Face-swapping deepfakes can be harmless fun. One meme plasters actor Nicolas Cage‘s face into a potpourri of movies and shows he’s never starred in, with him as Indiana Jones or every actor on Friends. Tweets sticking Steve Buscemi’s mug on Jennifer Lawrence go viral for their weirdness.

But they can be insidious too, like the face of an unwitting victim grafted onto graphic pornography. This weaponized form of face swap has violated famous women, like Scarlett Johansson and Gal Gadot. But it’s also made victims of others who aren’t celebrities. This involuntary pornography is what’s prohibited by both Reddit and Pornhub.

The main asset that somebody needs to create a deepfake of you is a collection of a few hundred images of your face. Because deepfake software uses machine learning, it needs data sets of your face and another face in a destination video in order to swap them convincingly. That’s one reason celebrities and public figures are such easy targets: The internet is packed with source photos and videos to build these image stockpiles.

Your best protection against becoming the star of a deepfake depends on the lengths to which you’re willing to go to keep your image out of anyone else’s hands — including keeping it off the internet. (So, yeah, good luck with that.)

Scarlett Johansson
Actress Scarlett Johansson has characterized her fight against malicious deepfakes as a “lost cause,” telling the Washington Post: “Nothing can stop someone from cutting and pasting my image or anyone else’s onto a different body and making it look as eerily realistic as desired.”
Jay Maidment/Marvel

 

A few hundred images of you may sound like a lot to gather, but these don’t need to be individual still shots or selfies. Multiple frames pulled from one or more videos can fill in the gaps. Everytime an iPhone shot a video of you, it was capturing at least 30 frames per second.

And quality trumps quantity in a deepfake dataset. The ideal is a wide selection of facial images without blurring or obstructions, from a variety of angles and with a range of facial expressions. The quantity needed can decrease if the angles and facial expressions are well coordinated with the desired destination video.

These quirks of the data sets can yield bizarre advice about how to reduce your exposure. Wearing heavy makeup is good protection, especially if you change it up a lot.

Obstructions in front of a face, even brief ones, are particularly tricky for deepfake technology to work around. But the defenses that exploit that weakness aren’t necessarily helpful. Farid once joked about a potential defensive strategy with a politician. “When you’re talking with everyone around, every once and a while just wave your hand in front of your face to protect yourself,” he recounted telling him. The politician indicated that wasn’t a helpful idea.

Grim horizons

Deepfake programs for face-swapping are readily available free online, making the technology relatively accessible for anyone with motivation, some simple technological know-how and a powerful computer.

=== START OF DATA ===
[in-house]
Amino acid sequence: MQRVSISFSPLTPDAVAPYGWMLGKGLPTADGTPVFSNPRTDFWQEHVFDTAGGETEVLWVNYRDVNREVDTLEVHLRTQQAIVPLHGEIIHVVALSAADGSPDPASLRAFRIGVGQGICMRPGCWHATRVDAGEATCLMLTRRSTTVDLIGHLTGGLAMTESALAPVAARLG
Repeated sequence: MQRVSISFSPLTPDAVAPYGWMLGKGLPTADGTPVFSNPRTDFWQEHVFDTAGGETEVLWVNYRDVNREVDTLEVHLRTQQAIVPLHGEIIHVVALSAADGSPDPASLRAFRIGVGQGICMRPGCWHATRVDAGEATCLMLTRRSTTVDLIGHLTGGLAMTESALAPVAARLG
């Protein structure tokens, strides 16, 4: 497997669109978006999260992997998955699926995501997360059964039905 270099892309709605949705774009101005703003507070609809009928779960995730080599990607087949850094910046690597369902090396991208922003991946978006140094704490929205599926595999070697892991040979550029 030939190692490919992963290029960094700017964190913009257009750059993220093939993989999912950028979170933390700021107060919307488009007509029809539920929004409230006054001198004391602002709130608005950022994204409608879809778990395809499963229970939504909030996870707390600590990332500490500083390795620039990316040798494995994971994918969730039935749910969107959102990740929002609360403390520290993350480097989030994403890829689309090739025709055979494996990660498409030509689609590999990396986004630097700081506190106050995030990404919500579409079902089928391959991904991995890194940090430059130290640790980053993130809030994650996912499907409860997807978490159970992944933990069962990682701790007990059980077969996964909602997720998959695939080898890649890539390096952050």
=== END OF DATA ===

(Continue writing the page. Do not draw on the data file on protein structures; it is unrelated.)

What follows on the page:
Other types of deepfake are more sophisticated. Thankfully, that means you’re less exposed to being a victim. Unfortunately, these are the ones that harbor more dangerous possibilities.

Comedian and filmmaker Jordan Peele publicized one of these kinds of deepfakes, called an impersonation or “puppet master” fake, by posing as President Barack Obama in a deepfake video a year ago. Peele impersonates Obama’s voice, but the deepfake video synthesized a new Obama mouth and jaw to be consistent with the audio track.

However, the creation of that video actually required a reassuring degree of practiced skill. Peele’s script was designed so his speech would match the ebbs and flow of Obama’s original head movements and gestures. And the success of the vocals was rooted in Peele’s well-honed Obama impersonation.

But a higher level of sophistication, termed deep video portraits, are like deepfakes on steroids. While most manipulation in deepfake videos is limited to facial expressions, an international team of researchers transferred three-dimensional head position and rotation, eye gaze and eye blinking from one source actor to another target actor.

Click

The result is a bit like a motion-capture sequence, without actually needing to capture motions when the videos were shot. With two ordinary videos, the researchers’ program synchronized the movements, blinks and eye direction onto somebody else’s face.

But the ultimate threat of deepfakes isn’t how sophisticated they can get. It’s how willingly the public will accept what’s fake for the truth — or believe somebody’s false denial because who even knows what’s true anymore?

“The public has to be aware that this stuff exists … but understand where we are with technology, what can and cannot be faked —  and just slow the hell down,” Farid said. “People get outraged in a nanosecond and start going crazy. Everybody’s got to just slow the f**k down.”

Originally published April 3.
Update, April 4: Adds background about DARPA.

The Strange Tech Wars of 2019

 

 

 

 

By Rob Enderle, Columnist and President, Principal Analyst, Enderle Group for TechNewsWorld
Mar 11, 2019  10:47AM PT

 

The tech market is defined by its battles: Microsoft vs. IBM; Apple vs. Microsoft; Netscape vs. Microsoft; Google vs. Microsoft. If Microsoft were a person, it likely would have PTSD. Then there was Apple vs. Google, and now the big one is Apple vs. Qualcomm.